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That’s awesome! You definitely don’t need to be a vet to make a difference in animal welfare and education. It’s definitely unfortunate that there are still so many mistreated animals that are punished for doing things that come naturally to them, but I’ve noticed a lot of popularity with “Pettubers” and I always see posts on Facebook about a dog or cat doing something funny, crazy or cute, so it seems that the US is definitely trending in the right direction with animal welfare.

 

No problem! Cherries are pretty hardy so your method may work for them as well, but when I was in college the city I was in had extremely high levels of chlorine and I heard that the water treatment plants don’t need to inform the public of many of the chemicals they put in the water, so the parameters of the tap can vary. Fish seem to be less sensitive to chlorine but shrimp absolutely can’t stand it. I lost some shrimp at first until realizing about my tap water, so I’ve stuck with RO and remineralizer ever since. It can be expensive, especially for a large tank like yours, so I would say it’s not necessary, but will benefit you much more if you decide to go that route.

 

I’m sure they’d love to take your shrimp, especially if they’re good quality. If anything you can ask for store credit or exchange for aquarium supplies as a way to support your hobby and save a little while helping your LFS 👍 definitely keep us updated! Hope all goes well!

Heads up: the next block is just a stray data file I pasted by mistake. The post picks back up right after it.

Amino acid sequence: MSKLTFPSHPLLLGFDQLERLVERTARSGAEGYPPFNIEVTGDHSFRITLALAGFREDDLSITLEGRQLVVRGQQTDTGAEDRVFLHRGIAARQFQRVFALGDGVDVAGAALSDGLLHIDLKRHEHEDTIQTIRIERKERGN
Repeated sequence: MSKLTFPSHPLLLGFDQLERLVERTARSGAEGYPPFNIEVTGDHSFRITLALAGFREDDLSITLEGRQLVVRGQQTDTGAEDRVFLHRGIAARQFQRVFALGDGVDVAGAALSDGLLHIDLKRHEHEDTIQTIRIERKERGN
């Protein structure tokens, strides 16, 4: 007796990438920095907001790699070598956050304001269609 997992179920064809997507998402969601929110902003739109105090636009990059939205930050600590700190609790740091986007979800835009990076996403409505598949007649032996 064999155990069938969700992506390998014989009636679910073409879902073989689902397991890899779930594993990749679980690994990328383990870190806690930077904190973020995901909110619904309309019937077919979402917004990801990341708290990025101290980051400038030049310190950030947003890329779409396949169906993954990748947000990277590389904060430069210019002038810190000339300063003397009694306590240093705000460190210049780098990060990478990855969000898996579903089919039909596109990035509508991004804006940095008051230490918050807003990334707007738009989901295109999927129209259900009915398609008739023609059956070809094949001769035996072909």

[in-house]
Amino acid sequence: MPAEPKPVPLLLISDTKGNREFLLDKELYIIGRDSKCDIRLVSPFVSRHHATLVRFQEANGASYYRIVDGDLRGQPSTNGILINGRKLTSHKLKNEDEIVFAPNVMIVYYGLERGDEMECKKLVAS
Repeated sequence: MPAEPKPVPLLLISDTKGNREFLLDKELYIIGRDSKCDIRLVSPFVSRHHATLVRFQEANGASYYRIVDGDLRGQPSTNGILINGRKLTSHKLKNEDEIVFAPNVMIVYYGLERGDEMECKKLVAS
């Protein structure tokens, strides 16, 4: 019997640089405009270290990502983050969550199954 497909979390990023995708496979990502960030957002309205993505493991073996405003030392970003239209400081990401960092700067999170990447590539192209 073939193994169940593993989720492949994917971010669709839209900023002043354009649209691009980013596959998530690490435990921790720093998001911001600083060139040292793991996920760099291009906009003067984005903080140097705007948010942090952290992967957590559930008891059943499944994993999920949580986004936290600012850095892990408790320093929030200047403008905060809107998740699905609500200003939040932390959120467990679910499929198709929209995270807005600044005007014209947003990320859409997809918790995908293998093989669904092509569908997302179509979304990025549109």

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I just had to share this as it made me laugh out loud!

 

Decided to enter my set up on aqadvisor.com, for 100 CRS:

 

Aquarium filtration capacity 798%

Recommended weekly water change 0%

Aquarium stocking level 5%

 

After I finished laughing I suddenly thought - what if the BB just crash due to the lack of waste products to process?

 

 

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Lol yea shrimp produce very little waste, which can be awesome because you can have a bunch of shrimp in a tank and not have to worry as much about overstocking compared to fish. I have heard of that happening, but never experienced it for myself. Personally, I keep snails in every one of my tanks for several reasons. 1) they produce more waste than the shrimps and can help to maintain the BB. 2) they help to remove any extra uneaten food, dead plants, and dead shrimp that I may not see to keep waste levels down. 3) the shrimp also seem to like to eat the snail's poop so they also serve as an additional source of food for the shrimps to graze on. 

 

Not too sure if someone else on this forum has had experience with this or has solutions to be able to maintain the BB with a smaller population of shrimps? The only other thing I can think of is to occasionally overfeed to produce more of those waste products, but I feel that can be a bit risky. Hope this helps in some way! 

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I keep malaysian trumpet snails and ramshorn snails and they breed like crazy lol so I wouldn't recommend them. Nerites should be fine. In a larger and well-established tank like yours maybe the shrimp will breed so quickly that they'll populate fast enough to maintain the BB? However, I haven't heard of a tank crashing due to an issue like this so maybe it's not that common?

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I guess I shall soon find out! Tank is now cycled, so I'll be planting up over the next week. I think I'll then pop a few Danios or WCMMs in from another tank just to keep it ticking over before I buy the shrimp, they will be the babies but I'm sure they will keep the BB going.

 

Also need to move the tank, I've decided I want it next to where I sit of an evening so I can get to know the shrimp a little better!